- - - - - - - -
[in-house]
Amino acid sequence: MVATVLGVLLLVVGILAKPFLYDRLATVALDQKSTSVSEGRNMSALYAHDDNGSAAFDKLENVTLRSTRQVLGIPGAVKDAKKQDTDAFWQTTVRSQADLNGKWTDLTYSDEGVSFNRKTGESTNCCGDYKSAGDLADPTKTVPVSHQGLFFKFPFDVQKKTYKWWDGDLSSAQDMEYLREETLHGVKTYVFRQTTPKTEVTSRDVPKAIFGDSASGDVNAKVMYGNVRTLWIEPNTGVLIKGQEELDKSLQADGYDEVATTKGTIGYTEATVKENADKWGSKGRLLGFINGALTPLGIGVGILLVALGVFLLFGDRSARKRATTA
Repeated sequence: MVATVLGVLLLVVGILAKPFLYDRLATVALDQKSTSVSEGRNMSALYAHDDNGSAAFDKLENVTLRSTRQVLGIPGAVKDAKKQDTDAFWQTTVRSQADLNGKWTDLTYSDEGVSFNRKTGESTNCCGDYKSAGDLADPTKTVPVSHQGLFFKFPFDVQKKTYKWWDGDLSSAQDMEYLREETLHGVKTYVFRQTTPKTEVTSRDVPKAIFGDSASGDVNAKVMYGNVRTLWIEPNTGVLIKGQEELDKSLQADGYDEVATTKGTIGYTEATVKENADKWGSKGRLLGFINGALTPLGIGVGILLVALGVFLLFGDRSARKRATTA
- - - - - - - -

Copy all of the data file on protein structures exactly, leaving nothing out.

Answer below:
[in-house]
Amino acid sequence: MVATVLGVLLLVVGILAKPFLYDRLATVALDQKSTSVSEGRNMSALYAHDDNGSAAFDKLENVTLRSTRQVLGIPGAVKDAKKQDTDAFWQTTVRSQADLNGKWTDLTYSDEGVSFNRKTGESTNCCGDYKSAGDLADPTKTVPVSHQGLFFKFPFDVQKKTYKWWDGDLSSAQDMEYLREETLHGVKTYVFRQTTPKTEVTSRDVPKAIFGDSASGDVNAKVMYGNVRTLWIEPNTGVLIKGQEELDKSLQADGYDEVATTKGTIGYTEATVKENADKWGSKGRLLGFINGALTPLGIGVGILLVALGVFLLFGDRSARKRATTA
Repeated sequence: MVATVLGVLLLVVGILAKPFLYDRLATVALDQKSTSVSEGRNMSALYAHDDNGSAAFDKLENVTLRSTRQVLGIPGAVKDAKKQDTDAFWQTTVRSQADLNGKWTDLTYSDEGVSFNRKTGESTNCCGDYKSAGDLADPTKTVPVSHQGLFFKFPFDVQKKTYKWWDGDLSSAQDMEYLREETLHGVKTYVFRQTTPKTEVTSRDVPKAIFGDSASGDVNAKVMYGNVRTLWIEPNTGVLIKGQEELDKSLQADGYDEVATTKGTIGYTEATVKENADKWGSKGRLLGFINGALTPLGIGVGILLVALGVFLLFGDRSARKRATTA